America's housing crisis was already here. Coronavirus made it worse.

Svenja Gudell is the chief economist of Zillow Group. The opinions expressed in this commentary are her own.

Those living in America’s biggest cities, where apartment-living and dense urban environments have made weathering the coronavirus pandemic more daunting, may be questioning whether they should hunker down or flee to bigger, more open spaces. But so far, while anecdotal stories abound of people leaving the nation’s biggest cities, there’s no data yet that shows it’s a widespread phenomenon.

People are still searching for homes, but traffic on Zillow does not show more urbanites suddenly looking to move into suburban or rural areas. Nor are waves of home shoppers seeking to flee large cities for smaller ones. What’s more, while current and prospective buyers in urban areas are most likely to say the coronavirus pandemic has affected where they want to live, 70% of the nearly 10,700 US adults we surveyed in April say they want to live in an area that is equally or even more urban than the neighborhood where they currently live.

    Of course, it’s still early. Longer term, shifts are more likely, however, and a lot will depend on how businesses ultimately respond. In a recent Zillow survey, three-quarters of Americans suddenly working from home due to Covid-19 said they would prefer to remain at home a majority of the time if given the option, even after their workplaces reopen. And two-thirds of those said they would ultimately consider moving if they had the flexibility to work from home as often as they want.
    Coronavirus is making some people rethink where they want to live
    But it’s not their location they might want to change — it’s their actual home. Many would want designated office space and more room inside and out. Home buyers on a budget almost always make tradeoffs, like living farther from transit or family to be within a preferred school district. It makes sense then that many who gave up square footage or a fenced yard for a shorter commute might reconsider if work-from-home policies shift in the future.
    Larger homes and lots are typically found — and are less expensive — outside of central cities, so many people looking to trade up will look in the suburbs and beyond if they don’t have a commute to consider. Already, millions of Millennials are into their early 30s, marrying, starting families and — like the generations before them — moving to the suburbs. And there are millions more behind them. This urban-to-suburban pull was not caused by the pandemic, and it won’t be stopped because of it.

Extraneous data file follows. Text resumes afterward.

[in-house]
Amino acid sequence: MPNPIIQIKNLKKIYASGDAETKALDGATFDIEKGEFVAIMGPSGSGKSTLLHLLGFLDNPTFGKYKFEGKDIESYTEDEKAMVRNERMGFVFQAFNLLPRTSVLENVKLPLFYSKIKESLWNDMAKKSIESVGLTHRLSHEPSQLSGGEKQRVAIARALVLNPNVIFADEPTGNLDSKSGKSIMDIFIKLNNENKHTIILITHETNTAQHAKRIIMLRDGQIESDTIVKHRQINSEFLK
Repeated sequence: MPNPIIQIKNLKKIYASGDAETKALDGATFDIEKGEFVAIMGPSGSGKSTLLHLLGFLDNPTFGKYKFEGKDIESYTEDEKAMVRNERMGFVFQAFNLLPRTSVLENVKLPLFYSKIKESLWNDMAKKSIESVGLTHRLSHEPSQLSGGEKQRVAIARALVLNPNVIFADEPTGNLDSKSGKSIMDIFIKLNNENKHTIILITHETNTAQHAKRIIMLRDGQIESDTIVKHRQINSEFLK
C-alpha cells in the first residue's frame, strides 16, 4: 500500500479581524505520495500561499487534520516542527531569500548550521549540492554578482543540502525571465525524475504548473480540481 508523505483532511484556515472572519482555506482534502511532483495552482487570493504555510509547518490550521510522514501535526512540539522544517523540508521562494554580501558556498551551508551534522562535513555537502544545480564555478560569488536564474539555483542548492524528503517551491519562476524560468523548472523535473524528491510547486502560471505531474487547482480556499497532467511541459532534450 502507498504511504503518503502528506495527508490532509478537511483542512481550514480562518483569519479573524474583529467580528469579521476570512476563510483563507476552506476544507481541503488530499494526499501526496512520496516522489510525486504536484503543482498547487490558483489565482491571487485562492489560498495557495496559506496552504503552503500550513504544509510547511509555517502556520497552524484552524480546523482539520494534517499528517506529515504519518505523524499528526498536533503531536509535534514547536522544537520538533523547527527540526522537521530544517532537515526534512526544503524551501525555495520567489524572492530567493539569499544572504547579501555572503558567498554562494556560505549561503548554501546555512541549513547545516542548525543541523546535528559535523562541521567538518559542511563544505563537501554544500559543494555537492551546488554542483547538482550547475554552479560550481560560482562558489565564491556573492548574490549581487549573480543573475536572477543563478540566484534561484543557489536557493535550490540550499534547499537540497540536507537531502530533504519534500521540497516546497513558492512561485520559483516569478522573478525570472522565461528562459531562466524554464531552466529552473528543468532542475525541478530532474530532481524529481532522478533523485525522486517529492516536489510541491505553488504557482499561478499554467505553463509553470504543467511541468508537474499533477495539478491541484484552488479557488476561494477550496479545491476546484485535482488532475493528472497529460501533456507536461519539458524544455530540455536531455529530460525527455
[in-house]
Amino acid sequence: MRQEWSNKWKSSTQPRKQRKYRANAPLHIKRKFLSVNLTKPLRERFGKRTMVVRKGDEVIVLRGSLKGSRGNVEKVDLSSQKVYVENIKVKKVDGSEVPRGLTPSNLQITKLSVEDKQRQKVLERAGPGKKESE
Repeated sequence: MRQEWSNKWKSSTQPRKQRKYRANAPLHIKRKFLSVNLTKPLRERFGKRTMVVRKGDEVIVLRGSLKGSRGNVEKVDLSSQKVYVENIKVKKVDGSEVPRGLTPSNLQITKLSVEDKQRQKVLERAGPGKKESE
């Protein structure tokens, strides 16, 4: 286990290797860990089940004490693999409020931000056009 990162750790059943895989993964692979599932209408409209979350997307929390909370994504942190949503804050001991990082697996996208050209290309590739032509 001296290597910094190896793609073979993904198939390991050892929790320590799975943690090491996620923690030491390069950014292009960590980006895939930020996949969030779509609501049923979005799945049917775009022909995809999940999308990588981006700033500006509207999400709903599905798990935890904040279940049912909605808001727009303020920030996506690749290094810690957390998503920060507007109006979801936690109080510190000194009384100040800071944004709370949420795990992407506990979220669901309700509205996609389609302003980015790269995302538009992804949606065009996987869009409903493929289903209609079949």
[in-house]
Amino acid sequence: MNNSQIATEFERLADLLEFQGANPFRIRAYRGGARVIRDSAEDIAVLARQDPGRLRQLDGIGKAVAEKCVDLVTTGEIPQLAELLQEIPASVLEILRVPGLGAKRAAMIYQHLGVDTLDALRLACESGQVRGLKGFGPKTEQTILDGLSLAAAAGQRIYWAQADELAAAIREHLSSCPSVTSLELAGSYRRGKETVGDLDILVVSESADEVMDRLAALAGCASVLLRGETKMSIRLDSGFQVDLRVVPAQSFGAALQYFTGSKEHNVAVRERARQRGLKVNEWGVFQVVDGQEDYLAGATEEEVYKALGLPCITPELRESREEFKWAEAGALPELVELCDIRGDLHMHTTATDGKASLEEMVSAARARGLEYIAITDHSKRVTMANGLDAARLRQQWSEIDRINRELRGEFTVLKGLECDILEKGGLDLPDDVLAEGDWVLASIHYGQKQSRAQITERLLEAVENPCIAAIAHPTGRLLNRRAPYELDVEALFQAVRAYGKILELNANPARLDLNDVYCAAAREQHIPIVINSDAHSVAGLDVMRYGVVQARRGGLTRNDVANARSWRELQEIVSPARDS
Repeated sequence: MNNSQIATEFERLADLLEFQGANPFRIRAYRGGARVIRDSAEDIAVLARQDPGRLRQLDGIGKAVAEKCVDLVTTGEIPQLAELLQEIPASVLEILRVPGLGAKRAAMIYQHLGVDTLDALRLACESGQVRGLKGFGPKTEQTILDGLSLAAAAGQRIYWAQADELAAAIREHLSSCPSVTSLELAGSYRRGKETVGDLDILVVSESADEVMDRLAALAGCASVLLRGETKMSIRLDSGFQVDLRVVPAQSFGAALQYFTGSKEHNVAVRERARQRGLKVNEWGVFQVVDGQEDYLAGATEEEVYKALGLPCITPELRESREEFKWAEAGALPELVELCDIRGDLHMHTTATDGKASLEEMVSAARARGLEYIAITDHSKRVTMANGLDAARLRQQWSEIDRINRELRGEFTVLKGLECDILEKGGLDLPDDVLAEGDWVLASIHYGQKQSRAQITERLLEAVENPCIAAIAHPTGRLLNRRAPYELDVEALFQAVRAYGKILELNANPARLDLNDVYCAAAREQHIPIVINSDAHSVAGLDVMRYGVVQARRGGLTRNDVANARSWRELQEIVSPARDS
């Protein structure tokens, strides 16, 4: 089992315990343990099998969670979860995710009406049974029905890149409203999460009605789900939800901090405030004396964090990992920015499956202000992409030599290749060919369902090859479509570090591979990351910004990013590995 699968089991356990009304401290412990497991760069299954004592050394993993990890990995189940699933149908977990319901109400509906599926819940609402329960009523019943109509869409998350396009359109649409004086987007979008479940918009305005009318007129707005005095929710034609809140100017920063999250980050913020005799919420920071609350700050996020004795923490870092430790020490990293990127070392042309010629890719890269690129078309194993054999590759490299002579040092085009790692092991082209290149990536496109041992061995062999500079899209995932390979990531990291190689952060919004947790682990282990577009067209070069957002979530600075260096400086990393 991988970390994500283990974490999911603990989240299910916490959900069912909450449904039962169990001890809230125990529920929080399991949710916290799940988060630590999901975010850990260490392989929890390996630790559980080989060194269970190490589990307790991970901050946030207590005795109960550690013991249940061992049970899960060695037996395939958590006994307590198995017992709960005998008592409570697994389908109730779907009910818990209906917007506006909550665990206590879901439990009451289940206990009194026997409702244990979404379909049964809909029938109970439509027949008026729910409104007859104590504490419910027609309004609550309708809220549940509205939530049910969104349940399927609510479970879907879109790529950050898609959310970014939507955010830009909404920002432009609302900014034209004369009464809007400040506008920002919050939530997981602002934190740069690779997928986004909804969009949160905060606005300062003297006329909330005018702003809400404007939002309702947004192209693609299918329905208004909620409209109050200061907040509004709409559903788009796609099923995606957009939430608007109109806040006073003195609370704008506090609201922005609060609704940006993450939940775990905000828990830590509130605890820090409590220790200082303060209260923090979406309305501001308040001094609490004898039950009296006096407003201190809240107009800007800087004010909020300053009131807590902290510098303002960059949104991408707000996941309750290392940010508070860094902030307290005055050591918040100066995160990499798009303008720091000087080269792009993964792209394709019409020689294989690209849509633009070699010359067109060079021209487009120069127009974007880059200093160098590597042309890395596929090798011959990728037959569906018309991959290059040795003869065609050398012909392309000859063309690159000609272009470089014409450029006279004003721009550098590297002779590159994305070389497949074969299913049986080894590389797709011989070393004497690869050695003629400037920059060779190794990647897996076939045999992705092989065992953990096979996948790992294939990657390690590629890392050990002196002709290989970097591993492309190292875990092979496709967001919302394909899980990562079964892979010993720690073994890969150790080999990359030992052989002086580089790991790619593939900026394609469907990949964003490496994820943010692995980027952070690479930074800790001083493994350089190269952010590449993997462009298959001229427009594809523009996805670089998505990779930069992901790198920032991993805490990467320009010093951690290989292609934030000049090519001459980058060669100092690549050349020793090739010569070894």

Companies drastically rethinking long-term work-from-home policies would swell those numbers, though, and also open up farther-flung communities to renewed interest. Commuters say they don’t want to be more than 30 minutes from the office, but those who could work from home regularly are more willing to stretch that to 45 minutes or an hour, the survey showed.
    A large enough shift could actually ease price pressure on urban and inner-suburban areas — which might be welcomed by many fast-growing cities struggling with housing scarcity and affordability issues. Perhaps it would even allow some with service industry jobs, and other jobs that can’t be done remotely, to move closer to their workplaces — essentially reshuffling people within a metro area to better suit their needs and lifestyles.
    The likelihood of that scenario, rather than any kind of mass exodus from density, is reinforced by the data. Among home buyers who moved in the past year, 55% stayed within their same neighborhood or moved to a different neighborhood in the same city. The numbers are similar for renters. When people do move longer distances, it’s typically for a job or another opportunity.
    Homeowners are getting mortgage relief they didn't want

      It may not feel like it, but we are in the early days of this pandemic. And the murky early signals tell us that residents aren’t cutting the cord from their central city, they’re maybe exchanging it for an extension cord. People still want to be close to the urban amenities they value: culture, history, nightlife, arts, theater, education and sports. And cities are home to huge clusters of world-class health care and research facilities that are more necessary now than ever.
      As cities reopen in fits and starts, the hope for a resumption of uniquely urban activities and pursuits in coming months burns bright. Cities may not be exactly how we remember or want them to be when this is all over, but they will endure and thrive through this crisis. And people will still call them home.
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